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Vowel Length From Latin to Romance

By Michele Loporcaro

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Letter Writing and Language Change

Edited By Anita Auer, Daniel Schreier, and Richard J. Watts

This book "challenges the assumption that there is only one 'legitimate' and homogenous form of English or of any other language" and "supports the view of different/alternative histories of the English language and will appeal to readers who are skeptical of 'standard' language ideology."


Academic Paper


Title: Review of doctoral research in English language education in the Philippines, Singapore and Malaysia (2007–2010)
Author: Rani Rubdy
Institution: Nanyang Technological University
Author: T. Ruanni F. Tupas
Email: click here TO access email
Institution: National University of Singapore
Author: Corazon D. Villareal
Author: Maya Khemlani David
Author: Francisco Perlas Dumanig
Email: click here TO access email
Homepage: http://fdumanig.yolasite.com
Institution: UCSI University
Linguistic Field: Applied Linguistics; Sociolinguistics
Subject Language: English
Abstract: This review highlights recent doctoral research in English language education and related areas completed between 2007 and 2010 in three countries in Southeast Asia: Singapore, Malaysia and the Philippines. Out of sixty dissertations initially chosen from major universities in these countries, five from the Philippines, four from Malaysia and three from Singapore were selected for review, the selection being based mainly on their quality of work and representation of key areas of intellectual work in the field in these countries. This review shows how the shared postcolonial identities of these countries and their unique sociohistorical locations help explain the coalescing and diverging agendas and trajectories in English language education doctoral research in the region. Much of the work affirms the dominant intellectual position of the West as the producer of knowledge, so there is a need to reposition the intellectual stance of research in English language education in the region within and emerging from its multilingual but unequally globalizing landscapes. Thus, there is an urgent need for more nuanced attention to socio-cultural factors that impact on English language education in the three countries under review, which, in turn, can help scholars produce new knowledge that can contribute to academic conversations in the field.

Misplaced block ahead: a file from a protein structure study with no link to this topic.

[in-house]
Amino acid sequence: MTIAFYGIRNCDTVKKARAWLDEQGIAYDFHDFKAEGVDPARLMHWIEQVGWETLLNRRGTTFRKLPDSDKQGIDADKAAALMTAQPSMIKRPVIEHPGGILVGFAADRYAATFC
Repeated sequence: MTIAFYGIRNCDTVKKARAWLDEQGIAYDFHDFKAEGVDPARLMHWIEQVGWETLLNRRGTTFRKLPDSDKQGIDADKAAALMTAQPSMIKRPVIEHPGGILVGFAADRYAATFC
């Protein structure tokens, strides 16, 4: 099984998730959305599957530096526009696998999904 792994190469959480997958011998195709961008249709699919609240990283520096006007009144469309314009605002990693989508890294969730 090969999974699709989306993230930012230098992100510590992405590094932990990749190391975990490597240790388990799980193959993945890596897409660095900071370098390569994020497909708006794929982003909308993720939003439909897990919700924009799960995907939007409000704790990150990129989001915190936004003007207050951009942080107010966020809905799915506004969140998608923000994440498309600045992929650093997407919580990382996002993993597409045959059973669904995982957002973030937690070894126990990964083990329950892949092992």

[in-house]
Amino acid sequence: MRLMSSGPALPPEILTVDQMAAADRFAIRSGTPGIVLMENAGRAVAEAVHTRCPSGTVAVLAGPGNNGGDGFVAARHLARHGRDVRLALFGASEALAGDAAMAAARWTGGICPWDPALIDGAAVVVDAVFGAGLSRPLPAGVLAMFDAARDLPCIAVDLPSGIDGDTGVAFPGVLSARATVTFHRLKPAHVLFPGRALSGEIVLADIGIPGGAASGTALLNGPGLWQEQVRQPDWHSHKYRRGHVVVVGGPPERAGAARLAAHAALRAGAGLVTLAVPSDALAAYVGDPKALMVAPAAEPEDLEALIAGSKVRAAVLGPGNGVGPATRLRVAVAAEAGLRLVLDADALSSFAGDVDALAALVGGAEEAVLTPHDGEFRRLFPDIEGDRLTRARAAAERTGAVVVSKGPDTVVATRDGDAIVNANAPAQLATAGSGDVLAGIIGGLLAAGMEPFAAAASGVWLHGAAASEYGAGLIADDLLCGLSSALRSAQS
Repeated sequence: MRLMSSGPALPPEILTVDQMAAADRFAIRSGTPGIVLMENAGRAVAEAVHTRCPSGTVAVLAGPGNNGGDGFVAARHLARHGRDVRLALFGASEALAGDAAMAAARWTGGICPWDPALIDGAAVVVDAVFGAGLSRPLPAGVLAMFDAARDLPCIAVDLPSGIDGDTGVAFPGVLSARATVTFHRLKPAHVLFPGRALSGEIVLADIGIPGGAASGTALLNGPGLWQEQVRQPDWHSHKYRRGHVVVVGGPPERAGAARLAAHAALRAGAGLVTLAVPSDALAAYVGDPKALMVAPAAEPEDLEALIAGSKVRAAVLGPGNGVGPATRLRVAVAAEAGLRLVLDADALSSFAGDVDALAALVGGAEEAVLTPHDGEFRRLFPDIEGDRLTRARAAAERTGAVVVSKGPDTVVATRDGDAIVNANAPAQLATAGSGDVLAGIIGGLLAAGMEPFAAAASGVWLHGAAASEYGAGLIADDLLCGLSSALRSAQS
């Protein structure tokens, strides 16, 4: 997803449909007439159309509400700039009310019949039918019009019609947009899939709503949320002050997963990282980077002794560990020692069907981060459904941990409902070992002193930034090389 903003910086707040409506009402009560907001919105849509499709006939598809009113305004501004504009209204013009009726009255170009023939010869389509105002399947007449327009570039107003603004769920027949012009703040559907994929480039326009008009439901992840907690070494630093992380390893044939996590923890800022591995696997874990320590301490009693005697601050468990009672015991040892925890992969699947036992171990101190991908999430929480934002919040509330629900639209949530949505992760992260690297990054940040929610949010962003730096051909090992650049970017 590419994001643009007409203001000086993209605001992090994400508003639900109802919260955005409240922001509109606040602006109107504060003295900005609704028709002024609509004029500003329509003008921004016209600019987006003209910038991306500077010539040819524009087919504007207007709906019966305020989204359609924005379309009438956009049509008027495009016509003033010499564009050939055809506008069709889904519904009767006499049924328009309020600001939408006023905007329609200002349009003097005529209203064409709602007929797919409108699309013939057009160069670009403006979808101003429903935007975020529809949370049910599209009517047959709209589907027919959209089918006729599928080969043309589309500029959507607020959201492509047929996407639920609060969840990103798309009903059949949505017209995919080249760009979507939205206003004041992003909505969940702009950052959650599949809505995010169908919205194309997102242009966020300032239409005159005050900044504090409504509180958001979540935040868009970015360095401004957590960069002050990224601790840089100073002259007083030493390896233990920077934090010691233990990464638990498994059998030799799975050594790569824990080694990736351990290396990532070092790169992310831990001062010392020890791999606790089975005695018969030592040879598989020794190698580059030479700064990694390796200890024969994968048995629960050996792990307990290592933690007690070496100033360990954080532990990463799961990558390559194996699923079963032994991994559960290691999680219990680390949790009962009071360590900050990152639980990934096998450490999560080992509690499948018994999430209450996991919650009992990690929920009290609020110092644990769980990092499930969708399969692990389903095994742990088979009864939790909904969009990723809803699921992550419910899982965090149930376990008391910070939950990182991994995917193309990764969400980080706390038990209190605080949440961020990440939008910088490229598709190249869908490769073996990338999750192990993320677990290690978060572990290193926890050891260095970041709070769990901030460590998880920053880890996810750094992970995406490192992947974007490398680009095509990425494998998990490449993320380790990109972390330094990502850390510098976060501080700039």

CUP AT LINGUIST

This article appears IN Language Teaching Vol. 45, Issue 1, which you can READ on Cambridge's site .



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